Accordingly, an ICSID award cannot be reviewed by or appealed before domestic courts. Moreover, Article 54 ICSID Convention prescribes that:

Article 54
(1) Each Contracting State shall recognize an award rendered pursuant to this Convention as binding and enforce the pecuniary obligations imposed by that award within its territories as if it were a final judgment of a court in that State.

In other words, ICSID awards must be recognized and enforced by all ICSID parties, without that there is a possibility by domestic courts or the European Commission to prevent their enforcement.

Moreover, it is important to recall that the EU is neither party to the ICSID Convention nor to the Sweden-Romania BIT. Accordingly, the European Commission has – prima facie – nothing to do with this dispute. Nonetheless, the Commission has intervened as amicus curiae in the Micula ICSID proceedings by warning that any award that would be paid to Micula by Romania would constitute unlawful state aid. Due to the supremacy of EU law, the Commission claims that any such award would not be enforceable within the EU.

Hence, the question arises: what happens if Romania pays out the award? If the payment of the award is indeed qualified as unlawful, who will be obliged to recollect the money and how would this be done in practice? But the question is: what happens if Romania pays out the award to Micula? What can the European Commission do against that?

2. EU state aid law

For a proper understanding of the case, it is first of all important to highlight which measure is at issue in the Micula state aid procedure. As the Commission states in its letter to Romania:

(25) The measure here under assessment is the implementation of the Award, i.e. payment of the compensation awarded to the claimants by the Arbitration Tribunal plus interest that has accrued since the Award was issued.

Hence, in the EU state aid proceedings the European Commission is not considering the state aid paid to Micula since 1999, but rather the potential payment of the ICSID award, which is equated by the Commission to state aid. Prima facie, it may seem strange to qualify the payment of an ICSID award as state aid. After all, Romania is not voluntarily paying the award of USD 250 million, but is ordered by the arbitral tribunal to pay for the breaches of the BIT. However, the European Commission explains that:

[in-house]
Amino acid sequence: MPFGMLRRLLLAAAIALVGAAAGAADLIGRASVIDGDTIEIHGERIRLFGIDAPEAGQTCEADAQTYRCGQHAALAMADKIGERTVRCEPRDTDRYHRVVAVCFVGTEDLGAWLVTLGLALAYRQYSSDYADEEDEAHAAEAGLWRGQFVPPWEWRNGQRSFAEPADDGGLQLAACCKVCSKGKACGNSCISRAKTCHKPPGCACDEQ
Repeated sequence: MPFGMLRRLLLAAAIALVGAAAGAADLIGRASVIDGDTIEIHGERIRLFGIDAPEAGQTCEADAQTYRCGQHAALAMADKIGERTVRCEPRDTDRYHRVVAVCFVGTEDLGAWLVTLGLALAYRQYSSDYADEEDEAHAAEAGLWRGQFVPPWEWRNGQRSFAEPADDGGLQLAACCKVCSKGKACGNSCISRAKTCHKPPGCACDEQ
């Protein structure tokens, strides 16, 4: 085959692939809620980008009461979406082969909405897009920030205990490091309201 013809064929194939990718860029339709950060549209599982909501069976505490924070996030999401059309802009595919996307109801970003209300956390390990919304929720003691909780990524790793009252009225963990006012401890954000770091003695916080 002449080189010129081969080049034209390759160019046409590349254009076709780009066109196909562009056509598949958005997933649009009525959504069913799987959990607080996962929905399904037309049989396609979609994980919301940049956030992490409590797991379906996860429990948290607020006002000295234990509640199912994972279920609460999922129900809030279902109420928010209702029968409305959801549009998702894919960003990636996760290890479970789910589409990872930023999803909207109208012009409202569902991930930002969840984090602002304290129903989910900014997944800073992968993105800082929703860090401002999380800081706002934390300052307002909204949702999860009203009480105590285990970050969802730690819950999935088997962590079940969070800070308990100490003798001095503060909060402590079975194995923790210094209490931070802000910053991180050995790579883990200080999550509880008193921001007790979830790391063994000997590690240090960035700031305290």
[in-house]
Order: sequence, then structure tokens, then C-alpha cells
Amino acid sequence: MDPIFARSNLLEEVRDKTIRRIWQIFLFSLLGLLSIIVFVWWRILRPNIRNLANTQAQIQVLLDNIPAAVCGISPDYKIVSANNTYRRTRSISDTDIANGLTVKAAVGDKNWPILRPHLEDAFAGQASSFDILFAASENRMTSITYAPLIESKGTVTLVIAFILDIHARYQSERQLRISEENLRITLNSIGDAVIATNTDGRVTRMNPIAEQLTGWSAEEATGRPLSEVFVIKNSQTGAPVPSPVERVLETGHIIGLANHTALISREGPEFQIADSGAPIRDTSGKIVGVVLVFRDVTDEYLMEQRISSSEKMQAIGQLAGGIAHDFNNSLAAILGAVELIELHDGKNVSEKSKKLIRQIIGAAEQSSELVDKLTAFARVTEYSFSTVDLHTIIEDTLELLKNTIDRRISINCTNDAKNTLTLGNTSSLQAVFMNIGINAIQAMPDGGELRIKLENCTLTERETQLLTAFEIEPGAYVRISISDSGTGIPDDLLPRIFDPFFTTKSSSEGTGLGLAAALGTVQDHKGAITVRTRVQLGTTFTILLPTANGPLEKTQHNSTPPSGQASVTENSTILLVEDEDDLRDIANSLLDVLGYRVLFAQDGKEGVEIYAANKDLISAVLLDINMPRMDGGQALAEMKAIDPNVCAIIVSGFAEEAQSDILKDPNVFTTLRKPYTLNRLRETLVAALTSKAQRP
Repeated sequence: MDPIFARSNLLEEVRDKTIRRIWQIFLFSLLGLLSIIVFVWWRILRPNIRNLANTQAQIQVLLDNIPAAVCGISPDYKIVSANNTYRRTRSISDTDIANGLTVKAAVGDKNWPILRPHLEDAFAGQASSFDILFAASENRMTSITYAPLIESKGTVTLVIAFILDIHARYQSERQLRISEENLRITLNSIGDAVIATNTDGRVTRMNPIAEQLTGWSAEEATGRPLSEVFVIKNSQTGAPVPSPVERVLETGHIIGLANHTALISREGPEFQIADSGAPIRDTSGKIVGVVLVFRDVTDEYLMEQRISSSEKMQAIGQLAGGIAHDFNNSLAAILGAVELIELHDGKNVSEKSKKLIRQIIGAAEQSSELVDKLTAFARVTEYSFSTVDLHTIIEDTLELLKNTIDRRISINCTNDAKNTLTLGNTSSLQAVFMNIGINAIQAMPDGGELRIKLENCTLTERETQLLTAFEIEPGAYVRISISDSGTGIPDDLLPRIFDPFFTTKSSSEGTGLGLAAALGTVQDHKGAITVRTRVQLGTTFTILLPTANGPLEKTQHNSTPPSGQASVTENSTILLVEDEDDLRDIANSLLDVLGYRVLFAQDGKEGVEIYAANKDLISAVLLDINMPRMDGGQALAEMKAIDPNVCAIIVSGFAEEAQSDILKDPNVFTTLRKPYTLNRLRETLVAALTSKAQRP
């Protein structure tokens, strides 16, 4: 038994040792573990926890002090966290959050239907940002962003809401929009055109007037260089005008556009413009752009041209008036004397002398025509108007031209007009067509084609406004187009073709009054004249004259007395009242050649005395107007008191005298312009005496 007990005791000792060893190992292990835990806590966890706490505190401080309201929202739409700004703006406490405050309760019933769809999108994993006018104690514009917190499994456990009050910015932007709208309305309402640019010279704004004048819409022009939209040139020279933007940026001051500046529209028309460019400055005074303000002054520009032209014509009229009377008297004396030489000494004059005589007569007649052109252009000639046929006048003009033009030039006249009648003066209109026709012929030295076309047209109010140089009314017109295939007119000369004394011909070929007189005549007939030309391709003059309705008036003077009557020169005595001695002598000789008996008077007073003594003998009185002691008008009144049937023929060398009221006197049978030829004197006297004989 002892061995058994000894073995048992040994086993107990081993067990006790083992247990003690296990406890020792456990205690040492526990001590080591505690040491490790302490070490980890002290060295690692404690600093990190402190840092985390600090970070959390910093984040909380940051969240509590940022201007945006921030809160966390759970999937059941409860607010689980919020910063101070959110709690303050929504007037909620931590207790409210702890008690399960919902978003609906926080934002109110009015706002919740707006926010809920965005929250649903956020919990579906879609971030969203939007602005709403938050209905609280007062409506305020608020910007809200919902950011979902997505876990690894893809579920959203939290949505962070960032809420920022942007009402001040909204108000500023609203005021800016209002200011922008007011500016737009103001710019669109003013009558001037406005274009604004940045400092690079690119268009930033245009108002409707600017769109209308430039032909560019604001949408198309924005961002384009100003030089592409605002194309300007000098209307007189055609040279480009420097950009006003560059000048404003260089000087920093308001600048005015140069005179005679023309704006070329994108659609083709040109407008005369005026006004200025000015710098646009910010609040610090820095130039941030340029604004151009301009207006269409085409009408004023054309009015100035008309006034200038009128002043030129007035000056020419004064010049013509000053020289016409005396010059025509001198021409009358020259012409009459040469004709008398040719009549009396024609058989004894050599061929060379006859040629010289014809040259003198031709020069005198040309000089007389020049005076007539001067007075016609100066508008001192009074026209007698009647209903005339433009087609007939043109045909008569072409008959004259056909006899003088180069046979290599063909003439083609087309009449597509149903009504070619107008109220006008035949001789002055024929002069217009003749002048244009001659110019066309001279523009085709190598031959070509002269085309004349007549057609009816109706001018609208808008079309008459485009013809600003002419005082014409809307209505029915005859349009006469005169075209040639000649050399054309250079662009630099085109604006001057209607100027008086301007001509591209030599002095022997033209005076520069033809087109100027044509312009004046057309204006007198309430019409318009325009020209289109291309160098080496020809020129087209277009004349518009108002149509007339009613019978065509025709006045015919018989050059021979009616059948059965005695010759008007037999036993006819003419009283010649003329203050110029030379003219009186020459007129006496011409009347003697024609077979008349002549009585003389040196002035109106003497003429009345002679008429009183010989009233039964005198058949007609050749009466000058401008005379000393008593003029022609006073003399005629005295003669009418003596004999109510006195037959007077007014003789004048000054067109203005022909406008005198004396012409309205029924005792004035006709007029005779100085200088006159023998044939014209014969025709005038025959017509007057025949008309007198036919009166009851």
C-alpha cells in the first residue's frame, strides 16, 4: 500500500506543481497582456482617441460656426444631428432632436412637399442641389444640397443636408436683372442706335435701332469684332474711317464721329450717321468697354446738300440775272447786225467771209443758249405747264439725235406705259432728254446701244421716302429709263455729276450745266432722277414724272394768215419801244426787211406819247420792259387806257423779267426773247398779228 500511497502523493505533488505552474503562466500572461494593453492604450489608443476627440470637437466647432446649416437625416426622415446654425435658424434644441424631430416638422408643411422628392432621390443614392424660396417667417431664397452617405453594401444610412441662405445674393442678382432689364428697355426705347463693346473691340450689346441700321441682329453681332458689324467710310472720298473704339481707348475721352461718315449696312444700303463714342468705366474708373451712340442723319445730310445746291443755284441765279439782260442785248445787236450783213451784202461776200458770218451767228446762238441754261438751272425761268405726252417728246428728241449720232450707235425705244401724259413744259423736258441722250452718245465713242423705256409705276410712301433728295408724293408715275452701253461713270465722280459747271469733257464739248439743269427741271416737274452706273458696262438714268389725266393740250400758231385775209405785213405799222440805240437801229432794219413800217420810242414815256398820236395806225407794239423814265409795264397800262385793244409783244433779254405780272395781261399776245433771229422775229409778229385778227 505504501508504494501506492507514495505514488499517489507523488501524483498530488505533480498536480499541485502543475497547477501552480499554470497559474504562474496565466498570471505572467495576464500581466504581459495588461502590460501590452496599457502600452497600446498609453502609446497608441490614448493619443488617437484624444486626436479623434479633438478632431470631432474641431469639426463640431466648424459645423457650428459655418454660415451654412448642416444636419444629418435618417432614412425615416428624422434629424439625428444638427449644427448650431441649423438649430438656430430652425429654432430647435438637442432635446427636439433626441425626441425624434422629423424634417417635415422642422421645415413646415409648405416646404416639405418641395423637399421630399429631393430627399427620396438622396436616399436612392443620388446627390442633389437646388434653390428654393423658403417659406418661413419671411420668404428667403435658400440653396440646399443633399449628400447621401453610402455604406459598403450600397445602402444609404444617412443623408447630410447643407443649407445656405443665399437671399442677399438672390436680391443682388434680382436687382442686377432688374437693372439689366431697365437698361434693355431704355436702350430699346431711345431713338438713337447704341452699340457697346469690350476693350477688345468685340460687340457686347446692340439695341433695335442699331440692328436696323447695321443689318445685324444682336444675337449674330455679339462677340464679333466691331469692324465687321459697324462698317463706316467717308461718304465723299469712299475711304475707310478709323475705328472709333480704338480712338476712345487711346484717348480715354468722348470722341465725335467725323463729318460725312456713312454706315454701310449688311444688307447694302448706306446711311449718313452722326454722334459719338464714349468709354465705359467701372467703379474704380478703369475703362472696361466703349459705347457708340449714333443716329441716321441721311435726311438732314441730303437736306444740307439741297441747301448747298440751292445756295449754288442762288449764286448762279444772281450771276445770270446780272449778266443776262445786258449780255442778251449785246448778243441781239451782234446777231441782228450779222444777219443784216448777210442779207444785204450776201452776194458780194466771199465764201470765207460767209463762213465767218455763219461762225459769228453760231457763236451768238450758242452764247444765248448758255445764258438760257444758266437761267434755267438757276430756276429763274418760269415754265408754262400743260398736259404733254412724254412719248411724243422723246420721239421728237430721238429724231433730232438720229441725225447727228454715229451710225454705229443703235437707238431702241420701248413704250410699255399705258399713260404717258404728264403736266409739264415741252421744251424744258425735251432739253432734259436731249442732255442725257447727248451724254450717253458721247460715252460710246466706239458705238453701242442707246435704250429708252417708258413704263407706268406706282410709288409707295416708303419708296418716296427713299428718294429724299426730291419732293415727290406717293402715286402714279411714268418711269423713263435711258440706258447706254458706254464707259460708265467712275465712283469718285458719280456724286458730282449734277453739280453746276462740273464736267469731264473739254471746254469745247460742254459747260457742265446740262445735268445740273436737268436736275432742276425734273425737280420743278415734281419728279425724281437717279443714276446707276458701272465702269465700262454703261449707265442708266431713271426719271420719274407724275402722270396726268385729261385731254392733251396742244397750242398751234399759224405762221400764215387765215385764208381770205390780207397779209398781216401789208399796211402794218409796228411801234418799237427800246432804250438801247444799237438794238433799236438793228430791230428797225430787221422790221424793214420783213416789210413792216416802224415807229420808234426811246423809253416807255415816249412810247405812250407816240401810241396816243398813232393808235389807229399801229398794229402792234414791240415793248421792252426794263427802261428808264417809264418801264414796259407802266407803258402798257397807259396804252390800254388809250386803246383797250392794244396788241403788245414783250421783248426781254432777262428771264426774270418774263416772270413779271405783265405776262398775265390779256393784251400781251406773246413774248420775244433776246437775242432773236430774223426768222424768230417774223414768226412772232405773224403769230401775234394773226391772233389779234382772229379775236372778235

(34) By implementing the Award, Romania has (for the part of the Award that has already been executed) and would (for the remainder) in reality grant to the claimants an amount corresponding to the advantages foreseen under the abolished EGO 24 scheme from the moment it was repealed (22 February 2005) until the scheduled expiry (1 April 2009). In addition, to ensure that the claimants would fully benefit from an amount corresponding to that of the abolished scheme, interest and compensation for the allegedly lost opportunity and lost profit would be granted. In effect, the implementation of the Award would re-establish the situation the claimants would have, in all likelihood, found themselves in if the EGO 24 scheme had never been repealed (which is the idea behind the compensation award by the Arbitration Tribunal).

Unsurprisingly, the European Commission concluded that the execution, in part or in full, of the ICSID Micula award would amount to granting of state aid.

In a next step, the unlawfulness of the “award-turned stated aid” must be determined.

According to Article 107(1) TFEU state aid is, in principle, incompatible with the internal market. Unless an aid measure is declared to be compatible with the internal market by the European Commission, the Member States are prohibited from putting state aid measures into effect.

Under Article 108(3) TFEU, a Member State must notify any plans to alter or grant aid to the European Commission and shall not put its proposed measure into effect until the Commission has taken a final decision on that measure’s compatibility with the internal market.

In other words, the European Commission must approve any state aid measure before it is implemented. This means a Member State must notify the Commission and await its final decision before granting any new state aid.

Regarding the Micula award, the Commission stressed that executing the award would constitute “new state aid” and that the Romanian authorities could only execute the award after the Commission has authorized it under EU state aid rules. According to the European Commission, the unlawfulness of the “award-turned into state aid” is based on the fact that Romania has already taken steps towards the execution of the award by partially offsetting the awarded damages against tax debts of Micula. However, this was not notified to the Commission and therefore – according to the Commission – was unlawfully put into effect, which in turn violates Article 108(3) TFEU.